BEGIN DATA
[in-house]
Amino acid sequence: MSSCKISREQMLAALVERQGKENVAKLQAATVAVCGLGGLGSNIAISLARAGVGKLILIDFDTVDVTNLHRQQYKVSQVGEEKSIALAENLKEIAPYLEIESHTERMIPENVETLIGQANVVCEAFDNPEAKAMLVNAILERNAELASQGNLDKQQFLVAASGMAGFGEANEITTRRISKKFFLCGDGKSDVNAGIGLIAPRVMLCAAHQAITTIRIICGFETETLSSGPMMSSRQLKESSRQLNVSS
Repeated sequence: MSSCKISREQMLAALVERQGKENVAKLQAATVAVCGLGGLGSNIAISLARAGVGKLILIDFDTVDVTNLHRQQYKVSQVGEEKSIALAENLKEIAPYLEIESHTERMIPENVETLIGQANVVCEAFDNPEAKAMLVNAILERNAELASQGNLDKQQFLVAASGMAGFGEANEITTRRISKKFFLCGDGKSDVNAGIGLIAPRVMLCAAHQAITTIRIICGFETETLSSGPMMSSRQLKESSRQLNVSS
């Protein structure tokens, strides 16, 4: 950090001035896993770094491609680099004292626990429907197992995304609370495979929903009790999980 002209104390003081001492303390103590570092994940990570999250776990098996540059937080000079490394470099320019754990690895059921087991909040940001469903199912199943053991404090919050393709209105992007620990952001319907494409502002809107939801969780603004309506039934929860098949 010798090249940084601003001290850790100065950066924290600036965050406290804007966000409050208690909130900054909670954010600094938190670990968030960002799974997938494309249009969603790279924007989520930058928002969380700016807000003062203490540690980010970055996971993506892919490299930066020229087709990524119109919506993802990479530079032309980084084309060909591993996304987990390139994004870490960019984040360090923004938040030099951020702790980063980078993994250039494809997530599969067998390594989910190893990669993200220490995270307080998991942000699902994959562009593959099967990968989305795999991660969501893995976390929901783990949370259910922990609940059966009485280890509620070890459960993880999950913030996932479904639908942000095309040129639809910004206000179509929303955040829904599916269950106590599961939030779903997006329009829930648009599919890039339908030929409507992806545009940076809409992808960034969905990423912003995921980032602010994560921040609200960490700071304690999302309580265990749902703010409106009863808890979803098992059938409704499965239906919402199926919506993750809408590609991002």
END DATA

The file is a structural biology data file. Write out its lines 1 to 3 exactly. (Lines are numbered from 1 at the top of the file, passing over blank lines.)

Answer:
[in-house]
Amino acid sequence: MSSCKISREQMLAALVERQGKENVAKLQAATVAVCGLGGLGSNIAISLARAGVGKLILIDFDTVDVTNLHRQQYKVSQVGEEKSIALAENLKEIAPYLEIESHTERMIPENVETLIGQANVVCEAFDNPEAKAMLVNAILERNAELASQGNLDKQQFLVAASGMAGFGEANEITTRRISKKFFLCGDGKSDVNAGIGLIAPRVMLCAAHQAITTIRIICGFETETLSSGPMMSSRQLKESSRQLNVSS
Repeated sequence: MSSCKISREQMLAALVERQGKENVAKLQAATVAVCGLGGLGSNIAISLARAGVGKLILIDFDTVDVTNLHRQQYKVSQVGEEKSIALAENLKEIAPYLEIESHTERMIPENVETLIGQANVVCEAFDNPEAKAMLVNAILERNAELASQGNLDKQQFLVAASGMAGFGEANEITTRRISKKFFLCGDGKSDVNAGIGLIAPRVMLCAAHQAITTIRIICGFETETLSSGPMMSSRQLKESSRQLNVSS